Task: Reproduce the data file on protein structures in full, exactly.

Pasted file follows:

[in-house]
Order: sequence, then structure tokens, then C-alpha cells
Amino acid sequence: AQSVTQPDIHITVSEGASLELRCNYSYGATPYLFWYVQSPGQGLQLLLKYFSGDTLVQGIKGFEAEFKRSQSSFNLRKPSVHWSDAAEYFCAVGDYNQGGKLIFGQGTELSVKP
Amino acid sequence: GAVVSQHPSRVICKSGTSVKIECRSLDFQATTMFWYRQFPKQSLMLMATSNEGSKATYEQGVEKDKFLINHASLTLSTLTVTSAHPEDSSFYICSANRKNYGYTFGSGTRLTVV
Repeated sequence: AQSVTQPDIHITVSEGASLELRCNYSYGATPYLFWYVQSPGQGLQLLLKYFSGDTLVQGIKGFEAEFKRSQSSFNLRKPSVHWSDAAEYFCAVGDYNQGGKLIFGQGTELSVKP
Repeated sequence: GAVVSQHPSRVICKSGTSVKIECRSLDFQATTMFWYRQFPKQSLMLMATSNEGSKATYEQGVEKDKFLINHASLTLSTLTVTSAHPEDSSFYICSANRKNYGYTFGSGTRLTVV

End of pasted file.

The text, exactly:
[in-house]
Order: sequence, then structure tokens, then C-alpha cells
Amino acid sequence: AQSVTQPDIHITVSEGASLELRCNYSYGATPYLFWYVQSPGQGLQLLLKYFSGDTLVQGIKGFEAEFKRSQSSFNLRKPSVHWSDAAEYFCAVGDYNQGGKLIFGQGTELSVKP
Amino acid sequence: GAVVSQHPSRVICKSGTSVKIECRSLDFQATTMFWYRQFPKQSLMLMATSNEGSKATYEQGVEKDKFLINHASLTLSTLTVTSAHPEDSSFYICSANRKNYGYTFGSGTRLTVV
Repeated sequence: AQSVTQPDIHITVSEGASLELRCNYSYGATPYLFWYVQSPGQGLQLLLKYFSGDTLVQGIKGFEAEFKRSQSSFNLRKPSVHWSDAAEYFCAVGDYNQGGKLIFGQGTELSVKP
Repeated sequence: GAVVSQHPSRVICKSGTSVKIECRSLDFQATTMFWYRQFPKQSLMLMATSNEGSKATYEQGVEKDKFLINHASLTLSTLTVTSAHPEDSSFYICSANRKNYGYTFGSGTRLTVV